“Mahin, is everything alright?” Mahayana asked, looking over at me, “What happened?”
“I’ve just had a thought,” I whispered back, now more than ever not wanting the soldiers to know what I was planning, “Give me a bit okay?”
“We’ve got nothing but time.”
I nodded though she couldn’t see anything I was doing. Relax, there was no reason to rush, no reason to panic, at least not yet. First thing’s first, I had to figure out where my staff, or any staff for that matter, was. It didn’t really have to be mine, so long as I could use it. What had it been like that first time, trying to find the pathway to the other side? For all I could see of the energies in and around the soldiers’ new campsite, there was nothing I could do with them without a way to bring them into my reality. One step at a time, I pawed over every item, every fern and flower, making sure it was not what I was looking for before moving on to the next. With so many people outside, so many people who would rather see us dead than alive, there was no room for error. If any of them noticed what I was planning before I’d even begun, there was no reason to doubt we’d be executed here and now.
There it was, held with the spare weapons for the soldiers in another ccarart. For all I could tell, it had been propped against an outcropping of rocks, on the other side of the campsite. No, it wasn’t exactly in my hand, but I was still close enough to work just fine. One at a time, I drew strands of energy out of the land, the trees, the fire, anywhere I could get it really. I’d have one go at this, one chance before they’d know what was going on; but what was it exactly I had to do? Yes, I’d found my staff and yes I was actually getting the energy to obey my command, but what now? Could I fight back, as I had back in the Shaman’s Village? Back then we’d staged the entire confrontation; she knew what she was doing and would know how to keep herself safe, but these were soldiers. They’d never had any training in the ways of Rangers or Rogues, how they worked or how they fought. The most I’d expect any soldier to know about a Rogue was to kill it on sight before they got the chance to see how it would fight. No, hadn’t I decided that self-preservation was my top priority? If I really wanted to survive, morality was out of the question. Kill or be killed, there was no room in that equation for remorse.
Taking one last breath to steady myself and cement my resolve, I began twisting the strands of energy together. They needed direction before they had the chance to float away. I needed as much as I could get, as much as I could use at once. To me, they were fully visible swirling around the air, hanging over the heads of the men, ready and waiting for a command. All together now, three, two, one.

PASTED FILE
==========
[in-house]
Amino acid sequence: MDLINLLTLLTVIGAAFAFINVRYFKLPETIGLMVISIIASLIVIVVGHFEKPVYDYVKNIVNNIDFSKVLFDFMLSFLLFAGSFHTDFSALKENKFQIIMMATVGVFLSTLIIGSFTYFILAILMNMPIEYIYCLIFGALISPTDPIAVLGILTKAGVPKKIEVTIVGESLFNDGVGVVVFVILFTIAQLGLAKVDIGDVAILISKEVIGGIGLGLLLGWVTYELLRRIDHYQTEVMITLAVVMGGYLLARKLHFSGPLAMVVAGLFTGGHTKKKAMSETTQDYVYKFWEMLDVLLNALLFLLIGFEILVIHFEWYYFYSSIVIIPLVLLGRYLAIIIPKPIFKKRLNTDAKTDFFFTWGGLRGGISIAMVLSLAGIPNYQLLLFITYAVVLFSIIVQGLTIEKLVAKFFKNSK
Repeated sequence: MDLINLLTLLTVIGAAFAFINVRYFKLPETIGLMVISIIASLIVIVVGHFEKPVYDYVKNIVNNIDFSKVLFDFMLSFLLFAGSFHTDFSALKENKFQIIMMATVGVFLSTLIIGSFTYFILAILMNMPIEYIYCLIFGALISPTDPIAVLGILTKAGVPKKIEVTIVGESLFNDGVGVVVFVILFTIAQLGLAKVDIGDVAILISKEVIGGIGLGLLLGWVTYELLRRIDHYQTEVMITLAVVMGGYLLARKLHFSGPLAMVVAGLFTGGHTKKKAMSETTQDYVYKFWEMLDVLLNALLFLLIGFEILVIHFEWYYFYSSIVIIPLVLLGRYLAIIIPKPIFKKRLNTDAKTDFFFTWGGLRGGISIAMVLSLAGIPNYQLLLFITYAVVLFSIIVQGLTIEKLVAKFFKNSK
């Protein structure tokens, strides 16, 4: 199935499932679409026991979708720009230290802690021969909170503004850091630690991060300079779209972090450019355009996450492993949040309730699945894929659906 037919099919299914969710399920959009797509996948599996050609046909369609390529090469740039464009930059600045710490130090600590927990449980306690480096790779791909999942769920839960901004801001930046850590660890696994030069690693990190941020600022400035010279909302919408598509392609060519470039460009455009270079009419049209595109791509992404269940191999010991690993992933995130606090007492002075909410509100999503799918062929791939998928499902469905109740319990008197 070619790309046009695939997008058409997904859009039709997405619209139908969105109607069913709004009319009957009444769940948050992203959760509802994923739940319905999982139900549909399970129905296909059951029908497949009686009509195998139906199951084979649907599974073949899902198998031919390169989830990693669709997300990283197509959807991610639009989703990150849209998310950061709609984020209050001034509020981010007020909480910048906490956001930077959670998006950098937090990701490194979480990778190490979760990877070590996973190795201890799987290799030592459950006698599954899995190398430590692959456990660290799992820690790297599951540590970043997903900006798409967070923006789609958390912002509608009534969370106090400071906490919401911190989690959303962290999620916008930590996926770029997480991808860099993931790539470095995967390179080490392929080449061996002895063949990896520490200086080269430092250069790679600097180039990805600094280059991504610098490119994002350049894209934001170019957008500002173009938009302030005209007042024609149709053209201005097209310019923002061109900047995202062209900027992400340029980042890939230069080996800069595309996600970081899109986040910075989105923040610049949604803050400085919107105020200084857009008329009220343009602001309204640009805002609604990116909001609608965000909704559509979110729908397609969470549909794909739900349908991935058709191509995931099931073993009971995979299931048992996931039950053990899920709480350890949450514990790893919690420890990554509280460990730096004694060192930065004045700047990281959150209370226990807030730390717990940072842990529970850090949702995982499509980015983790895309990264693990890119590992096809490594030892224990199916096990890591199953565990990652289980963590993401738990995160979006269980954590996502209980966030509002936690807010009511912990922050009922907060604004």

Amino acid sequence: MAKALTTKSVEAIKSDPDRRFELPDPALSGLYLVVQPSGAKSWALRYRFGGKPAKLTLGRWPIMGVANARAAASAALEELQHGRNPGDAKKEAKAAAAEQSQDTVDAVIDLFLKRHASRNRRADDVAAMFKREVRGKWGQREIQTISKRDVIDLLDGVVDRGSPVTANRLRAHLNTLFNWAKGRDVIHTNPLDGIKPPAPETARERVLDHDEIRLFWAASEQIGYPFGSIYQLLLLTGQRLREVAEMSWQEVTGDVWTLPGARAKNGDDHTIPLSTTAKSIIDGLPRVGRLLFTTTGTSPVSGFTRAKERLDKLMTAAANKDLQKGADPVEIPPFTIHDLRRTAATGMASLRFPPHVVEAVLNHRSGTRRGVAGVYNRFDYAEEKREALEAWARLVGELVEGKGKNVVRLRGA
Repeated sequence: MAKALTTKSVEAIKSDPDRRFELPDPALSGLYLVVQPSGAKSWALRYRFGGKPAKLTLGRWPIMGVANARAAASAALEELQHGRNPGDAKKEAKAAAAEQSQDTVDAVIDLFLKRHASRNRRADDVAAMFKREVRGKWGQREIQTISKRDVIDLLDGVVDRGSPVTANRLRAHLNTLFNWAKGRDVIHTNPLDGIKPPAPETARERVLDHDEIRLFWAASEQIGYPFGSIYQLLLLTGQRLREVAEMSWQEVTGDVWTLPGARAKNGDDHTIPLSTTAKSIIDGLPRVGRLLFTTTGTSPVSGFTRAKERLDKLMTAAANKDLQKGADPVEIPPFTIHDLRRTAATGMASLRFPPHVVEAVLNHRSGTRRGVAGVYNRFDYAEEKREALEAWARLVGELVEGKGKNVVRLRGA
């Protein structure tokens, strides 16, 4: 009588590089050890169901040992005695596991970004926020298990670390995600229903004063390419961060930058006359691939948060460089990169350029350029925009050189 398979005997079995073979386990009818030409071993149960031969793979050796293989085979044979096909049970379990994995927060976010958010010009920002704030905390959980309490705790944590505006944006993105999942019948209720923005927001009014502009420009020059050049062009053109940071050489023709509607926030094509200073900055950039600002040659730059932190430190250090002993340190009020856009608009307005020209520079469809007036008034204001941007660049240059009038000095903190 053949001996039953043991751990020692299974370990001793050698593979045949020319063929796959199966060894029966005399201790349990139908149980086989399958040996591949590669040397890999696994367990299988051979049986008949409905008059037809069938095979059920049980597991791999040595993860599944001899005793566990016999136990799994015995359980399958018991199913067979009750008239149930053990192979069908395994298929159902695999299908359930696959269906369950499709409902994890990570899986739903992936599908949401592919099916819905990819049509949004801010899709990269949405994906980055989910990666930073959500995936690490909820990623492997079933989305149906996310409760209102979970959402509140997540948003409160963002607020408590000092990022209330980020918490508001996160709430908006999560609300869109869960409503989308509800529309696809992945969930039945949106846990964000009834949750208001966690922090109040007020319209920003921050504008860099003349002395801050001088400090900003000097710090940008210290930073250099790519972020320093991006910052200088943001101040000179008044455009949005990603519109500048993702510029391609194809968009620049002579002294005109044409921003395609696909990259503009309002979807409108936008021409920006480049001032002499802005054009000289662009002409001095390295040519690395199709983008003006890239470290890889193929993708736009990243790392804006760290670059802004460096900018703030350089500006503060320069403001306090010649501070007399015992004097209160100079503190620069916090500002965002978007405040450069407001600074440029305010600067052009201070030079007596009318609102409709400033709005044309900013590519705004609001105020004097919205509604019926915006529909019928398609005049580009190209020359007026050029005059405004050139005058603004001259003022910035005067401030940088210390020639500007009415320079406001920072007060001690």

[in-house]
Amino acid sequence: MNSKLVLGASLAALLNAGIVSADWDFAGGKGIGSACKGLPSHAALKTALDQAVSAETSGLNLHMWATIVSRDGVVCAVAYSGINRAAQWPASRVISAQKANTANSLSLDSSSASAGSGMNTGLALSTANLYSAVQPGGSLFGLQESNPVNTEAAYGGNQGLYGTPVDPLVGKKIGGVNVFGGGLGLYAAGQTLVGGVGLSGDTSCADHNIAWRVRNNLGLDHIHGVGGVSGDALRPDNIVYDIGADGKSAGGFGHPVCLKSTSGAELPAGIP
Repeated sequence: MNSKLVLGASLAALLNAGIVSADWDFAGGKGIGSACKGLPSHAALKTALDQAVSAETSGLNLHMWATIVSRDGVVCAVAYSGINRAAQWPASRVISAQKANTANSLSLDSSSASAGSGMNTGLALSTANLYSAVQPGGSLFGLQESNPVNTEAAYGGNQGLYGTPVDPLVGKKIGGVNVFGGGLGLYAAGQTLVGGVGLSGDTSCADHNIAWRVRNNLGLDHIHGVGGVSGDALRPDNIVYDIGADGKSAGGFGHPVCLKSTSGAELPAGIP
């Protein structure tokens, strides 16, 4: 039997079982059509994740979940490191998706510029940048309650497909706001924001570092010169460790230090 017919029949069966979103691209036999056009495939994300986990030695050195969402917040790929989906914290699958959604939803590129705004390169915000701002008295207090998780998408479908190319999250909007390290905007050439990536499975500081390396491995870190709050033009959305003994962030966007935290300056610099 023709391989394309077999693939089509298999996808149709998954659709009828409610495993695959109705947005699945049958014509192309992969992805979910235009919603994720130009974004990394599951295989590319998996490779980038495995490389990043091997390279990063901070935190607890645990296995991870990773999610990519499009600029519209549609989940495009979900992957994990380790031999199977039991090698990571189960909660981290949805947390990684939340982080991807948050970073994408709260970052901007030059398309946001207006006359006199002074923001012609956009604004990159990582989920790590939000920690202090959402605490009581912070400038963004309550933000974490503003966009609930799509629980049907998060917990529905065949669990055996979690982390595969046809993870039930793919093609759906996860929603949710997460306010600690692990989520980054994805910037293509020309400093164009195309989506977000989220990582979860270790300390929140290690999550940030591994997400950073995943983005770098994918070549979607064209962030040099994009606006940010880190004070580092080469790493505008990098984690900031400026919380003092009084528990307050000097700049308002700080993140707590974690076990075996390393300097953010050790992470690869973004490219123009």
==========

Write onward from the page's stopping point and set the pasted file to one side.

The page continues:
The reaction was instantaneous. Shouts and screams of surprise, shock and probably pain were audible through the thick iron barrier. Even so, we weren’t apart from this onslaught. We were safe within our mobile prison, but a mere few feet away, it was clear that the soldiers were face to face with nothing short of hell.
“Mahin, what did you do?” Theravada asked, horror etched so clearly in her voice she might as well have been outside.
“I’m a Rogue,” I said, forcing out the words I’d been forced to accept, “Our tales aren’t too far from the truth.”
“By the Gods, I never, I mean, it’s just not-“Theravada stammered, “How did you even- I mean, I could never.”
“She could sprout wings for all I care,” Mahayana said, squeezing Theravada close to her, “so long as we don’t die here.” I imagine she turned to face me, “Whatever you’re doing, keep it up. You’ve got a weapon neither of us can use. Get us out of here.”
I nodded, and refocused on the task at hand. Without the will enforcing it, whatever I had unleashed had already started seeping back into the other side. There either wasn’t enough energy left to attack again, or I was just too drained to find it. Judging by the sounds of the campsite, too many of them had survived the initial attack for us to have any hope of getting through.
Half ashamed, half resolute, I turned back to Mahayana, “There’s nothing else I can do. The rest is up to them. Either they’ll open that gate and try to execute us here and now, or they won’t.”
“So,” Mahayana started, mulling over our situation, “The second that door opens, that’s when we fight for our freedom. Not a bad plan - better than trying to fight it out in Rubika itself; and besides, Hunters don’t typically travel with the soldiers. But Mahin, what do we do if they don’t open up for us?”
“I’ll try again once I’ve had the chance to rest. I can’t imagine they’d take us into the capital if there’s even the slightest chance we’ll burn the place to the ground.”
“You’ve got a point there.” She paused, “Get up Thera, I need to be ready to move.” After a short rustling, she asked me, “Are you any sort of fighter?”
“Not really, no.”
“Then stay back and keep them away from Thera; I’m not losing her now.”
Spoiler:Chapter 43 - A Stroke of Luck
We crouched there waiting in absolute silence. Mahayana had positioned herself closest to the door, planning on taking the whole of what remained of the guard’s attention the instant that door opened. I hid in the shadows of the corner, in front of Theravada who really was still just too slow to be any good in a fight. Whether I’d be able to protect her or not would be almost entirely dependent on how well Mahayana did her job. Aside from a few poorly placed swings of my staff, I really didn’t have any experience in a fight. Sure, it was all fine to dodge and run if you were alone, but if I ran, Theravada would be completely alone.